What Does Play Look Like?

What does "Play" look like? When someone invites you, "Want to play?" how do you respond? For me, play opens up possibilities, and yet, when my son has tipped over into stress, terror, or overwhelm, I can find myself flooded with a sense of disconnection, fear and shame. Then, I’m closed off to the possibility of play. 

Receiving empathy support and learning about the brain has helped me to live more solidly in congruence with my values: remaining open, curious, and understanding, more consistency when parenting. Yet, even then, I have sensed there was something missing. I have longed for a dis-confirming experience where my heart remains open and present regardless of environmental factors. 

I had a breakthrough years ago, when my empathy buddy invited me to a weekend play workshop in Portland. I felt amazed and thrilled, it was just what I had been longing for! At the time I was filled with gleeful anticipation. The weekend gave me a first-hand visceral experience which helped me gain clarity around how to hold my son's experiences, not only with more ease, but from a heart of love rather than fear. 

At the workshop I sat with 30+ others all gathered together in a big circle. We all wore loose and comfortable clothing as we sat on the floor covered wall to wall with thick, cushiony, blue mats. Our instructor, O. Fred Donaldson invited us to glimpse the world of Original Play* by sharing a framework in which to hang concepts around choices, distinctions and patterns. 

He said, "There is another choice besides resistance and contest behavior. We're looking at choice this weekend - fight, freeze or flee - but we can actually play with events that are designed to kill us." 

As I listened with rapt attention, I found the guidelines so illuminating: no contest, no winning, no losing, no fault, no fairness, no revenge, no tickling. I realized that the kind of play I learned in the world was cultural: games, activities, and sports. 

This kind of play is commonly presented to children, along with teaching them rules to live by: compete to win or you're a loser, find fault/blame, get revenge, exclude people. 

I instantly recognized the style of parenting that had been modeled and adopted by me with my adult children. I now see how it really is possible to hold one's children with unconditional love and acceptance and I want, above all else, to really be clear on what that looks like and feels like. 

At this hands-on workshop I heard about the patterns of children's play: how children use their eyes; how to use my hands, feet, and body; how touch moves up the body; the last thing touched is the head and how hands remain open. We learned how to let our body mirror/imitate the body of the child and to wait for our invitation to play, to be accepted, and to follow the child's lead.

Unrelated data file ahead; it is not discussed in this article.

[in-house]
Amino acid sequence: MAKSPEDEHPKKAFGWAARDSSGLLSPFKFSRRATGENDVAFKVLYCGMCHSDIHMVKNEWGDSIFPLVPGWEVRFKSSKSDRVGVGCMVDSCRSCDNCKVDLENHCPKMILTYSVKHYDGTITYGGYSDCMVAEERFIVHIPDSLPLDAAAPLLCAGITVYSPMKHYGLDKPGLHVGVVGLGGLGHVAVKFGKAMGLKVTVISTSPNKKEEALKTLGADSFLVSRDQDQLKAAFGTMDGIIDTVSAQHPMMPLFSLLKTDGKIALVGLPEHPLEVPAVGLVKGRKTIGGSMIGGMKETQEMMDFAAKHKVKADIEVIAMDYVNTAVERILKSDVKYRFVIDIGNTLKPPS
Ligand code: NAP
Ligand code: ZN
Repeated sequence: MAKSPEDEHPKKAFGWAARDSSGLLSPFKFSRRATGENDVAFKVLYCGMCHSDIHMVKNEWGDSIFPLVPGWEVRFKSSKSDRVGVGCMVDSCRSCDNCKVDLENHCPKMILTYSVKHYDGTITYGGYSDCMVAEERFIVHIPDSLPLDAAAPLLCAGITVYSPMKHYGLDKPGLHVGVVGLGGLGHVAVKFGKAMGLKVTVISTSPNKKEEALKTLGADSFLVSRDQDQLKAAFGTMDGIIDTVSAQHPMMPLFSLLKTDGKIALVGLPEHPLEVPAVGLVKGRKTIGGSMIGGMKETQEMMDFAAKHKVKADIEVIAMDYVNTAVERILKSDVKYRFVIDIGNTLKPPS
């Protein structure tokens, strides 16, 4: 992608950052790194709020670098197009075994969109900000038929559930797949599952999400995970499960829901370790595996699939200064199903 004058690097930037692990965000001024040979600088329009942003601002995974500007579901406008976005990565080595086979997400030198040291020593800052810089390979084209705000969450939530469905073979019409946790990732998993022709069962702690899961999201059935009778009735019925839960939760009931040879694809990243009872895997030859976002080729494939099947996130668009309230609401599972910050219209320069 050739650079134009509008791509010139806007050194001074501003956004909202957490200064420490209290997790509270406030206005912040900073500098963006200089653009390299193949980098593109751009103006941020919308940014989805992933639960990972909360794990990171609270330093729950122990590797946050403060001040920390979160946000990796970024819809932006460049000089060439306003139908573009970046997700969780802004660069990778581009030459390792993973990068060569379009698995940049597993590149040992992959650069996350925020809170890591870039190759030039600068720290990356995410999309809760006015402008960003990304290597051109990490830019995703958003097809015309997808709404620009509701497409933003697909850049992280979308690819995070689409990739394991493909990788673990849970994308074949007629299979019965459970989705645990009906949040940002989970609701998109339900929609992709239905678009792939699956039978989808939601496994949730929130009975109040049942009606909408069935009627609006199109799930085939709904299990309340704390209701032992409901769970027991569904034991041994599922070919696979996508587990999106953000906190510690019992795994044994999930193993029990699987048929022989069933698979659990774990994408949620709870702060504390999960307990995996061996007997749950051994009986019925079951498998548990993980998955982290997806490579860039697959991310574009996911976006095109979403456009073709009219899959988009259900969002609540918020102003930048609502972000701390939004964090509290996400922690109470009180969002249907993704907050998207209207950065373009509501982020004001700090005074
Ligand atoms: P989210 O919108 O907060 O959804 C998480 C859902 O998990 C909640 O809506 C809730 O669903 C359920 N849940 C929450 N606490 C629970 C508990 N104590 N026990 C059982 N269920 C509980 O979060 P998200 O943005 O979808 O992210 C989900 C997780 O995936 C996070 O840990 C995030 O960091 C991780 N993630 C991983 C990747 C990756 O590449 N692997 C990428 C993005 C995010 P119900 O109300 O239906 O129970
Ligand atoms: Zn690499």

As I listened to all of this, a renewed sense of clarity dawned within me. I was waking to a new world of play. 

I had new eyes and could "see" so many play opportunities with my son, and I was eager to explore them all! It was clear that Original Play "is not just a human activity to solve a human problem." It's a gift given to all creation and all of life knows the patterns. 

Fred spent 10 years playing with wolves. He played with wild dolphins for five weeks in Australia, and played with deer, elk, bison, black bear, and grizzly bear in Montana. All the animals played with the same patterns. I quote, "Original play is not about having fun. It's not a dance, sport, or extreme sport. It's a gift from creation so that I can love completely, fully, whatever comes to me." 

Wow. That was something I was desperate to experience and understand on a cellular level. I knew experiencing this way of being was key to perceiving my son in a whole new way, with much more consistency, and it felt hauntingly familiar.

I remember as I took in the information, my stomach and jaws clenched tight in resistance to my thought of actively participating. A part of me was quite simply terrified I'd "do it wrong," and I felt an impulse to hide as panic begam to expand in my chest. 

I turned and looked over at my empathy buddy, as our hearts and eyes connected, I felt a gentle warmth cascade over me down into my belly. The tension I was holding released. I experienced a sense of revitalization, openness, and the freedom to engage in the group with exploration and discovery on the visceral level. 

It was fascinating to notice that by having a playmate, that I trust and feel safe with, made all the difference in the world for my nervous system to relax and open up to learning! 

Let's tie this into research on the neurobiology of a secure attachment. 

With the primary caregiver, psycho biological regulation influences the child's maturing limbic system, the brain areas specialized for adapting to a rapidly changing environment. The right hemisphere has deep connections into the limbic and autonomic nervous systems and is dominant for the human stress response. When I visually connected with my empathy buddy, through our left eyes, my stressed right hemisphere was soothed and calmed by hers. 

Warm and resonant attachment relationships facilitate the expansion of our coping capacities. 

This piece of experiential learning was huge for me and it was totally amazing to experience with awareness. In a moment's time, I could reflectively "see" a kaleidoscope effect of interactions with my son, gaining a deeper and more compassionate understanding around what his experience might be like when he is feeling stressed, terrified, and overwhelmed by his environment. My troubled heart expanded with acceptance and love.

Join me again next week, to learn about the power of intentional play, the kind of play that occurs when you step outside all the categories you live in.


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